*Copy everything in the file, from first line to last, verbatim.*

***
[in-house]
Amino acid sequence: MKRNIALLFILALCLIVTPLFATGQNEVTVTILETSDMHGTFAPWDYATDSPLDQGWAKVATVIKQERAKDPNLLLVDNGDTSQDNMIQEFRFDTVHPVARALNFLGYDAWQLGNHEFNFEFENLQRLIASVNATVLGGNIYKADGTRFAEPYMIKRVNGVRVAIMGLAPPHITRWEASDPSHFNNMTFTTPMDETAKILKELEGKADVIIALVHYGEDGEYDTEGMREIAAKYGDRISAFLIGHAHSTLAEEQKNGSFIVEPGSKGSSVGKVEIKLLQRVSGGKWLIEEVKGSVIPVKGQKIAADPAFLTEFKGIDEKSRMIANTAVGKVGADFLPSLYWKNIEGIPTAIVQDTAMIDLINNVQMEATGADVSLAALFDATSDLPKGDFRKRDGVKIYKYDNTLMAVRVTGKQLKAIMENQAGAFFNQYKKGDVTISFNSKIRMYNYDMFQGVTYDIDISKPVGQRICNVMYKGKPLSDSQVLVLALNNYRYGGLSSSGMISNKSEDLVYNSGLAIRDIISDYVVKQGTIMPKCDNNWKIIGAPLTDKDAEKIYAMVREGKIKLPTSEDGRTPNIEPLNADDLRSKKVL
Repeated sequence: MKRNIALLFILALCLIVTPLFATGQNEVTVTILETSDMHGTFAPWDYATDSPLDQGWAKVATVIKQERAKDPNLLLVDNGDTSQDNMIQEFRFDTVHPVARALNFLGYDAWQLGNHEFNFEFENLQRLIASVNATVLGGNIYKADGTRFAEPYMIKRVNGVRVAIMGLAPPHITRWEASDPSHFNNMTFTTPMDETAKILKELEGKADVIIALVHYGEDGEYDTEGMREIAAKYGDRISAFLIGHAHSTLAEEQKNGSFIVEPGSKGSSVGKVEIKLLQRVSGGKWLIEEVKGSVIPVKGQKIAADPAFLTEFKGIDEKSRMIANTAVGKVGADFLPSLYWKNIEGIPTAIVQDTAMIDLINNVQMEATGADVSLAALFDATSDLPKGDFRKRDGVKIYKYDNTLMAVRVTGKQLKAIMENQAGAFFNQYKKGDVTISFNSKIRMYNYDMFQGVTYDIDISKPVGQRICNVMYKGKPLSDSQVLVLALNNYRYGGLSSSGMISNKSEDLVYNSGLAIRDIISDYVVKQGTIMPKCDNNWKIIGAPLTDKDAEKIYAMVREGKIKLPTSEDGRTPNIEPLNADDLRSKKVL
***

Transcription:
[in-house]
Amino acid sequence: MKRNIALLFILALCLIVTPLFATGQNEVTVTILETSDMHGTFAPWDYATDSPLDQGWAKVATVIKQERAKDPNLLLVDNGDTSQDNMIQEFRFDTVHPVARALNFLGYDAWQLGNHEFNFEFENLQRLIASVNATVLGGNIYKADGTRFAEPYMIKRVNGVRVAIMGLAPPHITRWEASDPSHFNNMTFTTPMDETAKILKELEGKADVIIALVHYGEDGEYDTEGMREIAAKYGDRISAFLIGHAHSTLAEEQKNGSFIVEPGSKGSSVGKVEIKLLQRVSGGKWLIEEVKGSVIPVKGQKIAADPAFLTEFKGIDEKSRMIANTAVGKVGADFLPSLYWKNIEGIPTAIVQDTAMIDLINNVQMEATGADVSLAALFDATSDLPKGDFRKRDGVKIYKYDNTLMAVRVTGKQLKAIMENQAGAFFNQYKKGDVTISFNSKIRMYNYDMFQGVTYDIDISKPVGQRICNVMYKGKPLSDSQVLVLALNNYRYGGLSSSGMISNKSEDLVYNSGLAIRDIISDYVVKQGTIMPKCDNNWKIIGAPLTDKDAEKIYAMVREGKIKLPTSEDGRTPNIEPLNADDLRSKKVL
Repeated sequence: MKRNIALLFILALCLIVTPLFATGQNEVTVTILETSDMHGTFAPWDYATDSPLDQGWAKVATVIKQERAKDPNLLLVDNGDTSQDNMIQEFRFDTVHPVARALNFLGYDAWQLGNHEFNFEFENLQRLIASVNATVLGGNIYKADGTRFAEPYMIKRVNGVRVAIMGLAPPHITRWEASDPSHFNNMTFTTPMDETAKILKELEGKADVIIALVHYGEDGEYDTEGMREIAAKYGDRISAFLIGHAHSTLAEEQKNGSFIVEPGSKGSSVGKVEIKLLQRVSGGKWLIEEVKGSVIPVKGQKIAADPAFLTEFKGIDEKSRMIANTAVGKVGADFLPSLYWKNIEGIPTAIVQDTAMIDLINNVQMEATGADVSLAALFDATSDLPKGDFRKRDGVKIYKYDNTLMAVRVTGKQLKAIMENQAGAFFNQYKKGDVTISFNSKIRMYNYDMFQGVTYDIDISKPVGQRICNVMYKGKPLSDSQVLVLALNNYRYGGLSSSGMISNKSEDLVYNSGLAIRDIISDYVVKQGTIMPKCDNNWKIIGAPLTDKDAEKIYAMVREGKIKLPTSEDGRTPNIEPLNADDLRSKKVL